The Best Place To Buy Agricultural Land Is In South American
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Long-time subscribers know that I’m unabashedly bullish on South American agriculture. The supply and demand fundamentals for food speak for themselves, but let’s briefly review:
On the demand side:
1) World population isn’t getting any smaller for now. Even some of the most Malthusian models show a continued rise in global population for the next few decades until peak resources and economic conditions begin to thin the herd. In the meantime, demand for basic sustenance will continue to rise.
2) More importantly, millions of people in the developing world have been lifted from poverty into the middle class. More wealth means demand for more Calories. Not only does this increase general food demand, but often specific demand for things like soy and beef which require far greater resources to produce.
On the supply side:
1) While industrial farming techniques and genetic modification have dramatically increased productive yield, cultivated land is on the decline. The UN Food and Agriculture Organization estimates that, over the last several decades, cultivated land per capita has declined by 43% worldwide.
2) Topsoil erosion, anomalous weather, and lack of water availability are becoming especially problematic in certain countries, further reducing the supply of arable land.
3) Rising input costs have pushed many farmers out of business in recent years, reducing the already low number of people who dedicate their lives and land to feeding everyone else.
And of course, there’s the monetary side… arguably the most important factor:
1) Central bankers continue to expand their balance sheets and create more money at an alarming rate. This pushes up the price of real assets like agricultural commodities as there is simply too much paper chasing to scarce resources.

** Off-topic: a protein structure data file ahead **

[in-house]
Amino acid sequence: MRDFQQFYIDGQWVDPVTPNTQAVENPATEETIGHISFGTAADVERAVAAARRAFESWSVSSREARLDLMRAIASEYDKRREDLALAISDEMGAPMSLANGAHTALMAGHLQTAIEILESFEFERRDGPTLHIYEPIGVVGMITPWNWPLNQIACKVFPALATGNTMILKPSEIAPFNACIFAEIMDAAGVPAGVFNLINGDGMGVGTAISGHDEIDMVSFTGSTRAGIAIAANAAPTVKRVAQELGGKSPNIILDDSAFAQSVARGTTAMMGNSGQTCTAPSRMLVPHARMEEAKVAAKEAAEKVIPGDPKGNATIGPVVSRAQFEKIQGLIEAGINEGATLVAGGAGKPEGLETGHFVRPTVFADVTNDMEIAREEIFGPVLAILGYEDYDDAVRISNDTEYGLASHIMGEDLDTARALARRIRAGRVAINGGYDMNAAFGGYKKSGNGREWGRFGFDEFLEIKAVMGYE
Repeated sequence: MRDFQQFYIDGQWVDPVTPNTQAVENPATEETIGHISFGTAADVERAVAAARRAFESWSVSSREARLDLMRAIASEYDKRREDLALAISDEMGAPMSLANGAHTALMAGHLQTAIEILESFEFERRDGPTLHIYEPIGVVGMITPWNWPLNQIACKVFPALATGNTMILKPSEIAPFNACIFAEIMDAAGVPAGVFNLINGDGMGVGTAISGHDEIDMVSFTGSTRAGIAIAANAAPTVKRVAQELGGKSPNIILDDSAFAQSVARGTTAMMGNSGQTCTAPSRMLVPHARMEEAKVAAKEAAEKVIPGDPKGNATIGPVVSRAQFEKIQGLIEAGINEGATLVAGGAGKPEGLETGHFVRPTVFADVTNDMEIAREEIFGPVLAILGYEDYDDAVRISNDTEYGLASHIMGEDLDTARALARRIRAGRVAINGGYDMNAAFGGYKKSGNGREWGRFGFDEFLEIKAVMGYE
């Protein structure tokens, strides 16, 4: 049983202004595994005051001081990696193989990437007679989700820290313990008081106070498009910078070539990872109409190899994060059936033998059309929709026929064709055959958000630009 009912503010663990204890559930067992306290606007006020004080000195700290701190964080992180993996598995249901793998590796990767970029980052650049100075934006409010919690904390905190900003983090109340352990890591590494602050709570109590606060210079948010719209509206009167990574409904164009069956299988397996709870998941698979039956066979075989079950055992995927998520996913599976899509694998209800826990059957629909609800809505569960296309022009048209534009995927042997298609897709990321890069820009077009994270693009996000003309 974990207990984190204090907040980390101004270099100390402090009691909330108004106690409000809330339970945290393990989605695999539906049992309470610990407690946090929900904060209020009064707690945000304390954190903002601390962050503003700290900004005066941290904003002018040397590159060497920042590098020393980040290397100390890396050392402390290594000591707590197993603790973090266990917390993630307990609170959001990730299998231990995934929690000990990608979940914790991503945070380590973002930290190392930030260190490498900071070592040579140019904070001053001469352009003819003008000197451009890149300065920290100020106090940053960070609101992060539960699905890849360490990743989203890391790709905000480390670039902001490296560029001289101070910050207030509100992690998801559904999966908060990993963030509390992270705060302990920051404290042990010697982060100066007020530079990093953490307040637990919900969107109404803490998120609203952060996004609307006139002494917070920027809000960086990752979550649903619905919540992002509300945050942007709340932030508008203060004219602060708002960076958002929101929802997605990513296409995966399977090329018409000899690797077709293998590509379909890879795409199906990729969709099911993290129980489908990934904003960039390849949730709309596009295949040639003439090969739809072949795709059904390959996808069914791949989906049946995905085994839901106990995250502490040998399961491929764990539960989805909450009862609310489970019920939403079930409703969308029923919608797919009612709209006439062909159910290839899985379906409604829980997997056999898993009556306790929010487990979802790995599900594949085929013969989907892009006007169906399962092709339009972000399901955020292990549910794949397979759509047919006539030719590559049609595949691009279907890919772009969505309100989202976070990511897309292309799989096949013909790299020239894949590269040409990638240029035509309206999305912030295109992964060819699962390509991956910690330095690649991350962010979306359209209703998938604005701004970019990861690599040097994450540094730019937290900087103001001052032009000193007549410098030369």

2) Meanwhile, politicians have enacted completely idiotic policies to subsidize and encourage inefficient biofuels, further reducing food output.
It’s true that technology may very well save the world from its agricultural woes one day, but this is unlikely to take place over the next few years.
As such, the above points suggest that, at a minimum, food prices are bound to keep rising in keeping with inflation.
In developing countries food purchases often comprise more than half of a typical household budget.
Rising food prices mean that people are forced into making very difficult choices. And history teaches us that, while people generally put up with a lot of misinformation from their governments, all bets are off if a food crisis strikes.
From the French Revolution (Let them eat cake!) to the Arab Spring, messing with someone’s ability to put food on the table for his family has almost always caused a restructuring of the social contract.
Politicians understand this. It’s why some governments (Saudi Arabia, Kuwait) provide retail food subsidies, and why others (Russia, Argentina, Venezuela ) foolishly mandate food export bans… or even try price fixing.
Between the obvious supply and demand challenges, the political and monetary idiocy that exacerbates the problems, and the potential revolutionary spark, it makes sense to have a position in agriculture.
The most comprehensive way to do this, by far, is to own agricultural property. Sure you could buy ETFs and futures contracts, but just like in the gold market, such instruments are full of counterparty risk and exposed to a manipulated financial system.
Owning a farm or ranch is like owning physical gold. Instead of trading one kind of paper (fiat currency) for another (ETFs), buying agricultural property or physical gold is essentially trading paper for a real asset.
Regionally, the best deal in the world right now on a risk-adjusted basis for cropland or grazing land is definitely South America, specifically Chile, Uruguay, and more recently in Paraguay.
Paraguay is, in fact, still the cheapest place in the world for agricultural property… particularly in the dry Chaco area where you can pick up a hectare of land for the price of a night out.
The carrying capacity, growing conditions, and soil quality in Paraguay are lower than in most of Uruguay and central Chile, but the net yields (particularly for cattle, soy, corn) are still very good.
Overall, though, Paraguay is definitely worth the trip if you’re interested in foreign agricultural property. The barrier to entry is quite low given the ridiculously cheap prices and reasonable foreign asset ownership rules, while the potential for both yield and speculative upside are quite high.
Contact the Gateway to South America team to learn about the best investment opportunities in the region. The company is a benchmark for foreign investors wishing to invest in Argentina, Brazil, Chile, Paraguay, Peru and Uruguay, providing expert advice on property acquisition and investment tours.
Post available in: English